Uruguay is a tiny country towards the southern tip of the South American continent, with Brazil bordering it to the north and Argentina to the west. The country’s low-lying geography is dominated by rivers, and much of it is cultivated for agriculture (mainly cattle). The country is generally stable and prosperous, having escaped much of the post-colonial political violence that has plagued its continental neighbours.

During colonial times, Montevideo was regarded as a valuable asset, and fought over by the Portuguese in Brazil and Spanish in Argentina. When the European powers withdrew, Britain brokered a deal guaranteeing independence for Uruguay, effectively placing the country as a buffer between the giants.

Today the country is a very popular destination for Brazilians and Argentines (and you can still sense some of the old hostilities on the beaches), although it is increasingly being visited by North Americans and Europeans. Montevideo is one of the safest capital cities in the world, although notorious for pickpockets.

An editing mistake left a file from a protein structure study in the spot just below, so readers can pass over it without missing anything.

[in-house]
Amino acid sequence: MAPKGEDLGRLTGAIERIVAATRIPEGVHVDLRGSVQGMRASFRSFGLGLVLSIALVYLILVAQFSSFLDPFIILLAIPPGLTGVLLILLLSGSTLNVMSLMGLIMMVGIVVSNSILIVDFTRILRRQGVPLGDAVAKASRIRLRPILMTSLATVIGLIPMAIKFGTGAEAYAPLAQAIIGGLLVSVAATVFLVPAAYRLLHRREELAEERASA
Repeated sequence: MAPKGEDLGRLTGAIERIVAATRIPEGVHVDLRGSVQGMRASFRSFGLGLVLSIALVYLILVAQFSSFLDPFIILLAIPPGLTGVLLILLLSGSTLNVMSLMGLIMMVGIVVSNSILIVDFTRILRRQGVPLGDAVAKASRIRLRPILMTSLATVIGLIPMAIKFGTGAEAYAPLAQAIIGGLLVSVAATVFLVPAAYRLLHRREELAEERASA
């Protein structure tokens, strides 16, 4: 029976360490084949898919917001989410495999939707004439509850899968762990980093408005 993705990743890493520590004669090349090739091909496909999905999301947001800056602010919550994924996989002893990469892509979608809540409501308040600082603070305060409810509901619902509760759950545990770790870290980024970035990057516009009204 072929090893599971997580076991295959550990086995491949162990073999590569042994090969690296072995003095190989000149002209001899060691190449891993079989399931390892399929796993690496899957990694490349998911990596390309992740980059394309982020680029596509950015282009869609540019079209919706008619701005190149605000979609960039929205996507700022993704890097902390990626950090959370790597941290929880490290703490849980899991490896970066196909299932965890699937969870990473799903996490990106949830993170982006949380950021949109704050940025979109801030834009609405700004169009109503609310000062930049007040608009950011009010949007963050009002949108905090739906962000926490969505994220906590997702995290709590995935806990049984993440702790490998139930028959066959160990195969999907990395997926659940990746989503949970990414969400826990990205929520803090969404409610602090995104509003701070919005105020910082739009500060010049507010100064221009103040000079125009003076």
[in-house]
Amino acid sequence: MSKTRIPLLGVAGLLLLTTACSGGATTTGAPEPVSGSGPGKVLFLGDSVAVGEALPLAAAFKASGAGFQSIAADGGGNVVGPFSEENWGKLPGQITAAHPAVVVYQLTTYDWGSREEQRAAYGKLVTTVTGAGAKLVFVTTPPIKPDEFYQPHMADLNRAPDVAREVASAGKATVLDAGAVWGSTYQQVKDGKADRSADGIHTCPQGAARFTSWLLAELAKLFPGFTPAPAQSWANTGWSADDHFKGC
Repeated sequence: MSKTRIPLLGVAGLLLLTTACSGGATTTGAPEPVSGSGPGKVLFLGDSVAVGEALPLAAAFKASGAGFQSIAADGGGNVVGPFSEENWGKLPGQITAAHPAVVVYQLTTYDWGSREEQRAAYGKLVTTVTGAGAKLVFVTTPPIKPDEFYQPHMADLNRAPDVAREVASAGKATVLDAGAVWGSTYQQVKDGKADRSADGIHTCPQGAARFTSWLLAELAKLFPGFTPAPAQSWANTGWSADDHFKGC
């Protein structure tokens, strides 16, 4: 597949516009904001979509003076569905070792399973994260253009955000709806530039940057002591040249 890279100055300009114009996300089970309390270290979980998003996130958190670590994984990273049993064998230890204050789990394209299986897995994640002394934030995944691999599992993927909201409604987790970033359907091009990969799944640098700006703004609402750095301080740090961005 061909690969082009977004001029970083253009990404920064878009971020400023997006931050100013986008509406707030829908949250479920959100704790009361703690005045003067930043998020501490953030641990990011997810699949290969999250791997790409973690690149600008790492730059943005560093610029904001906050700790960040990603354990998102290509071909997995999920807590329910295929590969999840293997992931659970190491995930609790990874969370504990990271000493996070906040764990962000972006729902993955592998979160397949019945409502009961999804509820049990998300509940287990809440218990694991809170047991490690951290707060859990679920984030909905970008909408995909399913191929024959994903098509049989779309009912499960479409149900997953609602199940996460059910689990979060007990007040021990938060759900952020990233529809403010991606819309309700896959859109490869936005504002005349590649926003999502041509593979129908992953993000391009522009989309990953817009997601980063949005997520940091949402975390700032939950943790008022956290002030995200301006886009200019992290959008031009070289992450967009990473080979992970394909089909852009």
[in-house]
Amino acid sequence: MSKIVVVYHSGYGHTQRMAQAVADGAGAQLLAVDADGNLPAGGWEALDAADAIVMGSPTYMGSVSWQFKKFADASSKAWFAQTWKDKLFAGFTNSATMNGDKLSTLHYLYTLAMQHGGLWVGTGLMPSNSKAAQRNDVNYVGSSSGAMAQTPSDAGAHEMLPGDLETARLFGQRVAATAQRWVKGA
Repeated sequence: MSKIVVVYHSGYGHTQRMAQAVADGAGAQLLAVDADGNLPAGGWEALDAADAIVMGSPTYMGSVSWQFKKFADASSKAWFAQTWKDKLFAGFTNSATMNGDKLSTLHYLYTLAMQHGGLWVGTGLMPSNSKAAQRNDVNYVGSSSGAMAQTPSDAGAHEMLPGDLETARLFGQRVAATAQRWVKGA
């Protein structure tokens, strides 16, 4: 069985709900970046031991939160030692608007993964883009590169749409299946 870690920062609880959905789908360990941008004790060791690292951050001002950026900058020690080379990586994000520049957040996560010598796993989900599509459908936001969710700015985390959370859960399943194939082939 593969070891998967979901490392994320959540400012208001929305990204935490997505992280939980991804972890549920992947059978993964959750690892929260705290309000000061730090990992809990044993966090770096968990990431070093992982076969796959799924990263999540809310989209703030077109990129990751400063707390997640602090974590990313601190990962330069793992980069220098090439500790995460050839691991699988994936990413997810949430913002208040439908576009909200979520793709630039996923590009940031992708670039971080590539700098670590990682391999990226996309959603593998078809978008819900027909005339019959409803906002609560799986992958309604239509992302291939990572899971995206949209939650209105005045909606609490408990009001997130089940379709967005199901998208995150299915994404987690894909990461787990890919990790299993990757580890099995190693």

Most of Uruguay is at low altitude. It has expanses of agricultural savannah intersected with rivers, including the Rio de la Plata and Rio Negro. The areas around these rivers can get very foggy in autumn (March to June) and spring (October to December). During the summer, the country is warm and sunny on the whole, with average temperatures around 30oC. In the winter, the pampero blows from Argentina. The lack of mountains in the country means it is exposed to high winds, and subsequently to very changeable weather conditions. On the whole, the country has a temperate climate, with warm summers and cold winters.

Things to see and do

Montevideo is the nation’s capital and biggest city. The 1.8 million people that live in the city constitute nearly half of the country’s population, and as such the city is the focal point for cultural and economic activity in the country. It has a good quality deep harbour, and remains one of South America’s busiest sea ports. This has attracted a diverse mix of ethnic groups � the city was settled by Spanish and Italians, as well as a contingent of native groups. The city has a distinctly European, cosmopolitan feel.

The Mercado del Puerto is a buzzing marketplace where you can pick up local crafts, listen to musicians, or enjoy a delicious Churasco barbecue. Wandering around the huge selection of grills in the market, you begin to realise just how embedded eating beef is into Uruguayan culture. El Palenque comes highly recommended, boasting knowledgeable waiters and all the different cuts of beef you could imagine. Don’t plan any strenuous activity after visiting this eatery, as you will more than likely require some time for your digestive system to recover!